Fay Vincent became commissioner upon the death of Giamatti.
- George Steinbrenner, New York Yankees owner, was banned in 1990 for bribing a private investigator $40,000 (equivalent to $83,000 in 2021) to "dig up dirt" on Yankees player Dave Winfield in order to discredit him; much of the information Steinbrenner received was from small-time gambler and rackets-runner Howard Spira, who had once worked for Winfield's charitable foundation. In Steinbrenner's absence, Robert Nederlander, a limited partner, took control of the Yankees, and Joe Molloy, Steinbrenner's son-in-law, took control after Nederlander resigned. Molloy relinquished the team back to Steinbrenner when Bud Selig reinstated him in 1993; Steinbrenner retired as owner in 2006, passing control to his sons permanently, and died in 2010.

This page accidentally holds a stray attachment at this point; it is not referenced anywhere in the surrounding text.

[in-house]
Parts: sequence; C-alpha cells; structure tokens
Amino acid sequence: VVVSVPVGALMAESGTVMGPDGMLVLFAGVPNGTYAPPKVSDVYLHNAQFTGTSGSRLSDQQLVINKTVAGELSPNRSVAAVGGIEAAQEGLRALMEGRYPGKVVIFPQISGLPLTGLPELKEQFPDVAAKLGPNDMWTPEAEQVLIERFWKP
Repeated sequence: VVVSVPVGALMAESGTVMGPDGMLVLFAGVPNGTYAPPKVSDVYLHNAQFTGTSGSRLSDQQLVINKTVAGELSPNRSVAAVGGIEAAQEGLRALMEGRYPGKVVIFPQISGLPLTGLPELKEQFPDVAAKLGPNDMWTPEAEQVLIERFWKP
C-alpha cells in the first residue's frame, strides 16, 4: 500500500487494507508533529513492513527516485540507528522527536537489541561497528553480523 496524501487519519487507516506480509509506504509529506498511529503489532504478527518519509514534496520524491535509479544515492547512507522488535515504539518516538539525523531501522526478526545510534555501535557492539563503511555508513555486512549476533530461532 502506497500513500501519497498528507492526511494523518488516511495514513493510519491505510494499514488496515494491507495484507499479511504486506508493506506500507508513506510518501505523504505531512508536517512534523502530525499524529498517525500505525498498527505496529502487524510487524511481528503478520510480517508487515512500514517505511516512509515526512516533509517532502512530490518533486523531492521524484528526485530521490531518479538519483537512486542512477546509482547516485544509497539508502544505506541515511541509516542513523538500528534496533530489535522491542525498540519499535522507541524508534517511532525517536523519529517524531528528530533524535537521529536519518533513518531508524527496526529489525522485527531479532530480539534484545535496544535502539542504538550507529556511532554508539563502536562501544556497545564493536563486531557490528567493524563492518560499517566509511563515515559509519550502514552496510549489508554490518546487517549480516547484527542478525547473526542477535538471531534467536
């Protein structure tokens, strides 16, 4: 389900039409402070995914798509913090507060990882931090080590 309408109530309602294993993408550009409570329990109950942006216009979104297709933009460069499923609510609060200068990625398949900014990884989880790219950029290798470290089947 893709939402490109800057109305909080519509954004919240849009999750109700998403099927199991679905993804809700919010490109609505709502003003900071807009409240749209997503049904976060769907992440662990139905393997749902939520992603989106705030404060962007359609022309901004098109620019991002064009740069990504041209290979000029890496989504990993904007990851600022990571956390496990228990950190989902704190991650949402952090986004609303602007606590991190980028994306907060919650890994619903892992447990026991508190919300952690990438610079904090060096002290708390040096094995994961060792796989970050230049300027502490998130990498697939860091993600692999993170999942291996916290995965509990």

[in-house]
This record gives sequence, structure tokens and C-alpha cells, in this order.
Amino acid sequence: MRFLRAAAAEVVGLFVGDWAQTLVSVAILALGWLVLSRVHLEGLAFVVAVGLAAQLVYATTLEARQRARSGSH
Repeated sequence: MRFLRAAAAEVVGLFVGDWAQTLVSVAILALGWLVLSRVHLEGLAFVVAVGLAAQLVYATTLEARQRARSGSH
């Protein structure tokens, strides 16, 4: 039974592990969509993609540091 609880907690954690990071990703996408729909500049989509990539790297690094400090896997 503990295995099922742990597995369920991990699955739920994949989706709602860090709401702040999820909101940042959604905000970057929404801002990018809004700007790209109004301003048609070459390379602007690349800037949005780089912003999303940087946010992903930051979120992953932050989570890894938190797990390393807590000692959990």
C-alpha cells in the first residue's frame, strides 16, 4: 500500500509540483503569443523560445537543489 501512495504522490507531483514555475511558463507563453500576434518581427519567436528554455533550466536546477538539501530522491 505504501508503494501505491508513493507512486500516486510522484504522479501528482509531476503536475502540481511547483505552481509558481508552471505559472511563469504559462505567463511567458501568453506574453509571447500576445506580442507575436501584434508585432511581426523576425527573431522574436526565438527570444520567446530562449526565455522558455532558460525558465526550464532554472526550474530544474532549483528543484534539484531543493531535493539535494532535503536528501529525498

- Steve Howe of the New York Yankees was banned in 1992 after receiving seven suspensions related to drug use, particularly cocaine and alcohol. An independent arbiter reinstated Howe shortly after; Howe retired in 1996 and died in 2006.
Banned under Commissioner Selig
Bud Selig became Commissioner after Fay Vincent's resignation; he was Acting Commissioner between 1992 and 1998, and was elected to the Office of Commissioner in 1998. In 1999, Selig oversaw the disbandment of the American and National League offices and took over all but a few ceremonial duties formerly performed by the League Presidents, including the discipline of personnel for on-field behavior.